Skip to main content

Bicarbonate buffered dialysate and replacement solutions for CRRT: effect of crystallization on the measured levels of electrolytes and buffer

The aim of this study was to investigate the impact of the addition of calcium to bicarbonate solutions for CRRT. We tested single bag (SB; bicarbonate and calcium mixed 24 h before testing) and double bag (DB) solutions (mixed immediately before), with and without the addition of 4 mEq/l acetate. Prescribed calcium varied from 0-5 mEq/l. In all test solutions prepared with calcium 5 mEq/l there was a decrease in the measured calcium concentration. SB solutions presented lower concentrations of calcium, compared with DB solutions. When the prescribed calcium concentration was increased, there was a parallel increase in calcium deficit (prescribed-measured). The prescribed calcium showed a negative correlation with sodium and potassium and a positive correlation with pCO2. We also found a positive correlation between calcium deficit and pCO2 (r = +0.59; P < 0.001). The crystallization, as measured by the weight of the crystals, was greater in the SB solutions when compared to the DB solutions (17.7 ± 7.0 mg versus 9.1 ± 1.8 mg, n = 14; P = 0.01). The crystallization correlated with the measured concentration of calcium (r = -0.62; P = 0.02), and pCO2 (r = +0.75; P = 0.002). We also observed a negative correlation between the pH, and the pCO2 (r = -0.82; P < 0.001). Our results suggest that the use of bicarbonate solutions containing calcium as replacement fluids for CRRT is a potentially unsafe procedure.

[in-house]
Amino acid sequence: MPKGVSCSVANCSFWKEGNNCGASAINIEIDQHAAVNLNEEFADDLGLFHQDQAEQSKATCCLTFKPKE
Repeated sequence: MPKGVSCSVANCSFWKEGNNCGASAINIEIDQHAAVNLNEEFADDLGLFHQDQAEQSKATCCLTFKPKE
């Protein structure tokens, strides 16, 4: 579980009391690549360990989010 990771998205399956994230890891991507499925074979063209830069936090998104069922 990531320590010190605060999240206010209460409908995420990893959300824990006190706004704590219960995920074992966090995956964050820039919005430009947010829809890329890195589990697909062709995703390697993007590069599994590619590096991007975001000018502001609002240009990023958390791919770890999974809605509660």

Author information

Affiliations

Authors

Rights and permissions

Reprints and Permissions

About this article

Cite this article

Maccariello, E., Rocha, E., Aparecida Dalboni, M. et al. Bicarbonate buffered dialysate and replacement solutions for CRRT: effect of crystallization on the measured levels of electrolytes and buffer. Crit Care 5, P37 (2001). https://doi.org/10.1186/cc1370

Download citation

Keywords

  • Calcium
  • Potassium
  • Negative Correlation
  • Bicarbonate
  • Emergency Medicine